It’s time to start taking back the time sucking activities we all love to indulge in.

Some of you may have noticed that a chunk of the writing here has once again been about productivity (beyond just Keyboard Maestro). Part of this is what I call ‘the natural cycle of human interest’ — a thing which ebbs and flows over time and topics bringing you back to the same topics you once thought to be fully explored. I think we have all experienced this at some point in our lives — things which were once near obsession are mostly out of our heads, only to pop back up years later.

I used to write a productivity blog, and a photography blog too. Those are still topics I know and love, but they aren’t what has captivated most of my attention.

As with everyone I get bored. I get bored with reading the same shit on fifteen different websites each day (and I know I always say this), but then I quickly go back to posting that same shit like everyone else.

Because it is easy.

And some times easy is all you have the mental capacity for.

Sometimes it’s all I have the time for.

”I need to post something to the site today, I have like ten minutes. Oh, new version of (popular iOS app). <Posted>

It pisses me off to think about wasting the attention of all of my readers like that, not that the update or linked post wasn’t good — it just wasn’t unique in either my thoughts on it, or on how easy it was to find.

And so, as I mentioned the other day, I am seeking to change this. One of the biggest changes I have made is to recapture my time by reducing the time needed to spend on my three biggest time sucks: Twitter, RSS, and Email.

Reducing time spent on email is simple: Unsubscribe from a bunch of email newsletters, and be less responsive to email overall. The less responsive you are, the more people realize that emailing you may not be the best option, and perhaps then they figure out their problem all on their own, and if they don’t they will wait for you. You take control of email not by organizing, scripting, or Inbox Zero, you take control by not letting email control you.

Reducing time spent on Twitter is also easy: unfollow people. I’ve decided, once again, that I am ruthlessly unfollowing people who tweet stuff I just don’t find interesting. Sorry, but this is about my time not your ego and it has nothing to do with whether I like you. I don’t like opening Twitter to see hundreds of new tweets, I prefer to just see dozens.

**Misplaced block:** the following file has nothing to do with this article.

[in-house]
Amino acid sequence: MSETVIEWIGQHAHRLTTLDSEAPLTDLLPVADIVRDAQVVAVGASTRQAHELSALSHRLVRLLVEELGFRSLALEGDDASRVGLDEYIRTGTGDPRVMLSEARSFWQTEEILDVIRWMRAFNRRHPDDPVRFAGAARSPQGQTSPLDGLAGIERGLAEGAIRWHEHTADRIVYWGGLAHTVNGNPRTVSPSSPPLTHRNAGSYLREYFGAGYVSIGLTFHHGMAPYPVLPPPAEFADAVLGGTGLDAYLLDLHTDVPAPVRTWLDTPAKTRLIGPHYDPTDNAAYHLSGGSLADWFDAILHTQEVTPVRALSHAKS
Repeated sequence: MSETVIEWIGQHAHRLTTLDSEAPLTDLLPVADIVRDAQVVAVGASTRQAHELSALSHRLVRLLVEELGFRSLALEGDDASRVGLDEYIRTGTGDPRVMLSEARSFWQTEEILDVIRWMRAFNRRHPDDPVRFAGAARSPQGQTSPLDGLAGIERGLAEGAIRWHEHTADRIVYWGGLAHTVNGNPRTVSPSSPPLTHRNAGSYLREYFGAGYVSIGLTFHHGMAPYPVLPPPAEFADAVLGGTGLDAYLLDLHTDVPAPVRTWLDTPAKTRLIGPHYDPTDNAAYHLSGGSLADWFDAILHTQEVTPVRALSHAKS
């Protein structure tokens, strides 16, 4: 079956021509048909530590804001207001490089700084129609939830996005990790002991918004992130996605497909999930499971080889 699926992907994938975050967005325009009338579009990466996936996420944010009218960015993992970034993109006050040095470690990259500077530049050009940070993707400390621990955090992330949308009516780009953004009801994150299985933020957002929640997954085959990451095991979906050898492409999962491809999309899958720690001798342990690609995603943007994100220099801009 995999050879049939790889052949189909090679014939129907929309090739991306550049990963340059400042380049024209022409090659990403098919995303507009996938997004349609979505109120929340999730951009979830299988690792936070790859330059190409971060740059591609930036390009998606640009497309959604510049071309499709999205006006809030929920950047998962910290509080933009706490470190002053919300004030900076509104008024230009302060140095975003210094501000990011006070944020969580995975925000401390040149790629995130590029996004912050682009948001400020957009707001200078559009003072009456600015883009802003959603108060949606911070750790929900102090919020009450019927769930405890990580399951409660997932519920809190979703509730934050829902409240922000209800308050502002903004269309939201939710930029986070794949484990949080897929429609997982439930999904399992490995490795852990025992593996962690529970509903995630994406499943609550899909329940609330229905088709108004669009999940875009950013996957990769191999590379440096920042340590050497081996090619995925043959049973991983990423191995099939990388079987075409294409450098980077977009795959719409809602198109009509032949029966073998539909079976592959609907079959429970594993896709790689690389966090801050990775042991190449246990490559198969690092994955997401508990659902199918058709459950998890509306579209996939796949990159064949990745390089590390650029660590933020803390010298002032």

Ah RSS, my old time suck — Fever told me I had an insane amount subscribed RSS feeds: 774 feeds. Of course, most of those are Sparks (meaning unchecked, but used for the ‘Hot’ algorythm), but about half (or 375 if you must know) were sites I read everyday. And now my RSS feed count stands at 624 total and only 103 sites I read daily. A lot of this is thanks to the excellent curation of Tab Dump, which allows me to read less news sites, but the others were tough choices.

It was tough to pare down my RSS, but only because I didn’t want to, as I feared missing out on stuff. Who do I keep, who do I say goodbye to? In the end I only kept the sites that I truly derive enjoyment from reading more often than not. Those are the sites which consistently output interesting things — the sites that I want to be.

Why read sites that run counter to what I want to make with this site? And amazingly, when you apply that criteria, most very large sites, very popular sites, vanish from your RSS feed.

But it feels good.

It feels freeing. It feels like I am not buried under the weight of things I must read — things I must see and know. Now I simply have time — time to write, time to relax, time to work, time to think, and time for my kids.

Because if there is anything that I have learned in this pursuit: it is that one must first feel the freedom of time before they can gain any sense of focus.

And I desperately want more focus.

I want less, no, I want to want less stuff.

But instead of self imposing limits so that I may only have less, I am instead deciding to find that same sense of fulfilment and enjoy by diving deeper into the things I want. Instead of feeling the need to constantly read RSS headlines, I want to find the joy in truly reading more from writers I admire. And instead of filling lost time with less than great articles, I am choosing to fill that time with the plethora of books, real books, waiting to be read.


These are small steps in a larger pursuit, but I must start somewhere. I’ve started here, but I won’t stop.

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